She also contacted the Clayton County Police Department Criminal Investigation Division and they opened their own investigation. The Georgia Composite Medical Board and Georgia Department of Community Health’s Healthcare Facility Regulation Division were also contacted.
Director Brian Byars was communicating with Southern Regional Hospital to help gather any facts that were available at this point.
On July 14, the GBI's medical examiner conducted another autopsy.
On Oct. 19, Chief Honey and Director Byars consulted with an out-of-state OB/GYN who has performed over 10,000 labor deliveries and is a subject matter court expert.
On Oct. 20, Chief Honey and Director Byars consulted with a Georgia-based OB/GYN who has performed over 9,000 labor deliveries and is also an expert.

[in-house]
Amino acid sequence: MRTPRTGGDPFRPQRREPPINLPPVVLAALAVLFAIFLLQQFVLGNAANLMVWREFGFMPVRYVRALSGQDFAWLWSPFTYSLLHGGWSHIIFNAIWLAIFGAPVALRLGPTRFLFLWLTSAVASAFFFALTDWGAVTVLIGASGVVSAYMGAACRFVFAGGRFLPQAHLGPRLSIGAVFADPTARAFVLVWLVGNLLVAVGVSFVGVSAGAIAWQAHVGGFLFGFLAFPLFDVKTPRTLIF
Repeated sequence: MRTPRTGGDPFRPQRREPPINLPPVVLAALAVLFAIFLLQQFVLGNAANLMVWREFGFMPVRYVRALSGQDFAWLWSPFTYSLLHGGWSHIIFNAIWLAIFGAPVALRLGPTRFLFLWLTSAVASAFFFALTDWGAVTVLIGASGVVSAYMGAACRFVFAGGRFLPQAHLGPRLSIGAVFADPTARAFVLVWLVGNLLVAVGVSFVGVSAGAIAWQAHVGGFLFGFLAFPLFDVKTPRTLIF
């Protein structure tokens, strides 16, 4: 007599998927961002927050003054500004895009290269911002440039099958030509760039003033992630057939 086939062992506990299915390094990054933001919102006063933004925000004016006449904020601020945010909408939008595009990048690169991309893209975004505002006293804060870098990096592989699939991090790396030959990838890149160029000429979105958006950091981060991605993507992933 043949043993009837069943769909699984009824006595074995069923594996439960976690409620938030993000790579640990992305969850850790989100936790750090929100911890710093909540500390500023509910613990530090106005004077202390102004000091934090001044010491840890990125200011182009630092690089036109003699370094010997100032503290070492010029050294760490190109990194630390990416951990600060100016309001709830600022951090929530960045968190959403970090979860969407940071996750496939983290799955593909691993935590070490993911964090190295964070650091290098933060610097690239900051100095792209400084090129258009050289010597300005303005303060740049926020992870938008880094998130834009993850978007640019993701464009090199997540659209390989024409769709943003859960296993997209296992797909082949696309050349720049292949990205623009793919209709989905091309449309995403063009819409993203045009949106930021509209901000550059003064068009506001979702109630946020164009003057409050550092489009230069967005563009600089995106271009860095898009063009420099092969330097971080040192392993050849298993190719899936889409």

On Jan. 18, 2024, Chief Honey contacted a private forensic pathologist to review the findings and case files (over 600 pages) and information gathered from the OB/GYNs to determine the cause, manner and other significant conditions in the death of Treveon Taylor.
What happens next?
Homicide means that the death was caused by the actions of another person. It is a general term and may refer to a noncriminal act as well as the criminal act of murder.
The Clayton County ME says the case is still being investigated by the Clayton County Police Department with the possibility that it may be referred to the District Attorney's Office.
FOX 5 has reached out to the family's attorneys for a statement.